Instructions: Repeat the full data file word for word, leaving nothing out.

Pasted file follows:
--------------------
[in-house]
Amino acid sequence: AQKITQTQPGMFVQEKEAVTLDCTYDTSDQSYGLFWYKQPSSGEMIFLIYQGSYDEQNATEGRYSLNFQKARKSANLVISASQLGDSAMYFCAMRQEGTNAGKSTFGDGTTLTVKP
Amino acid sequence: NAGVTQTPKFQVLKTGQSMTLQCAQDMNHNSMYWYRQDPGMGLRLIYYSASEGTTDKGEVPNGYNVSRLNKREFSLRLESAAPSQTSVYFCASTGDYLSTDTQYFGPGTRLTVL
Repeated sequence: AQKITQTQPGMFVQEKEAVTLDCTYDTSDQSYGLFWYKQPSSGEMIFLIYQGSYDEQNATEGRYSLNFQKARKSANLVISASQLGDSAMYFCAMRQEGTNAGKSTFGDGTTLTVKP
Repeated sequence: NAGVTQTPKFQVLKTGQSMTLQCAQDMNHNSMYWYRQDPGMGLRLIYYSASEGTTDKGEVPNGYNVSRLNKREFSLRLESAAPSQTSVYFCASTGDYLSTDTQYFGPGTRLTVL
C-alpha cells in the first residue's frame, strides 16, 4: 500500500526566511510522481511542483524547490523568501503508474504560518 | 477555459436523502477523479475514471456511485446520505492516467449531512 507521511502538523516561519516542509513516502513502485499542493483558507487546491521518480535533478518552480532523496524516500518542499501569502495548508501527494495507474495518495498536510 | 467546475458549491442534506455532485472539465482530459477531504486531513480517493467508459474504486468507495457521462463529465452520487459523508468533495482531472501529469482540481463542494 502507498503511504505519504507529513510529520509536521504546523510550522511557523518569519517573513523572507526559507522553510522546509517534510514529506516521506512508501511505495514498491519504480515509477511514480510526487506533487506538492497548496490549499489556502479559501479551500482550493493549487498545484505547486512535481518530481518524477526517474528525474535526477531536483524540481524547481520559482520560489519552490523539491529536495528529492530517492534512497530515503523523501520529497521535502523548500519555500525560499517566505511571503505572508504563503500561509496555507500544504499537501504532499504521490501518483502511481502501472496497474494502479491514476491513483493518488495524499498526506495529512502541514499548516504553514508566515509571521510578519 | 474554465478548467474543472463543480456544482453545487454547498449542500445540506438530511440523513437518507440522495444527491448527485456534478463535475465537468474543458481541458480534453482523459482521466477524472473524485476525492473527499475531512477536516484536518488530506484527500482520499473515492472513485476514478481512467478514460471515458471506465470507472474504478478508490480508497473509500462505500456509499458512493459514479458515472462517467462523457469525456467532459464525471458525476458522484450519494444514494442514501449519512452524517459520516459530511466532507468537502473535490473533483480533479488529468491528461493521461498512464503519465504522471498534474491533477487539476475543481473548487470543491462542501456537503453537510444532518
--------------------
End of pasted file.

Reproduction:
[in-house]
Amino acid sequence: AQKITQTQPGMFVQEKEAVTLDCTYDTSDQSYGLFWYKQPSSGEMIFLIYQGSYDEQNATEGRYSLNFQKARKSANLVISASQLGDSAMYFCAMRQEGTNAGKSTFGDGTTLTVKP
Amino acid sequence: NAGVTQTPKFQVLKTGQSMTLQCAQDMNHNSMYWYRQDPGMGLRLIYYSASEGTTDKGEVPNGYNVSRLNKREFSLRLESAAPSQTSVYFCASTGDYLSTDTQYFGPGTRLTVL
Repeated sequence: AQKITQTQPGMFVQEKEAVTLDCTYDTSDQSYGLFWYKQPSSGEMIFLIYQGSYDEQNATEGRYSLNFQKARKSANLVISASQLGDSAMYFCAMRQEGTNAGKSTFGDGTTLTVKP
Repeated sequence: NAGVTQTPKFQVLKTGQSMTLQCAQDMNHNSMYWYRQDPGMGLRLIYYSASEGTTDKGEVPNGYNVSRLNKREFSLRLESAAPSQTSVYFCASTGDYLSTDTQYFGPGTRLTVL
C-alpha cells in the first residue's frame, strides 16, 4: 500500500526566511510522481511542483524547490523568501503508474504560518 | 477555459436523502477523479475514471456511485446520505492516467449531512 507521511502538523516561519516542509513516502513502485499542493483558507487546491521518480535533478518552480532523496524516500518542499501569502495548508501527494495507474495518495498536510 | 467546475458549491442534506455532485472539465482530459477531504486531513480517493467508459474504486468507495457521462463529465452520487459523508468533495482531472501529469482540481463542494 502507498503511504505519504507529513510529520509536521504546523510550522511557523518569519517573513523572507526559507522553510522546509517534510514529506516521506512508501511505495514498491519504480515509477511514480510526487506533487506538492497548496490549499489556502479559501479551500482550493493549487498545484505547486512535481518530481518524477526517474528525474535526477531536483524540481524547481520559482520560489519552490523539491529536495528529492530517492534512497530515503523523501520529497521535502523548500519555500525560499517566505511571503505572508504563503500561509496555507500544504499537501504532499504521490501518483502511481502501472496497474494502479491514476491513483493518488495524499498526506495529512502541514499548516504553514508566515509571521510578519 | 474554465478548467474543472463543480456544482453545487454547498449542500445540506438530511440523513437518507440522495444527491448527485456534478463535475465537468474543458481541458480534453482523459482521466477524472473524485476525492473527499475531512477536516484536518488530506484527500482520499473515492472513485476514478481512467478514460471515458471506465470507472474504478478508490480508497473509500462505500456509499458512493459514479458515472462517467462523457469525456467532459464525471458525476458522484450519494444514494442514501449519512452524517459520516459530511466532507468537502473535490473533483480533479488529468491528461493521461498512464503519465504522471498534474491533477487539476475543481473548487470543491462542501456537503453537510444532518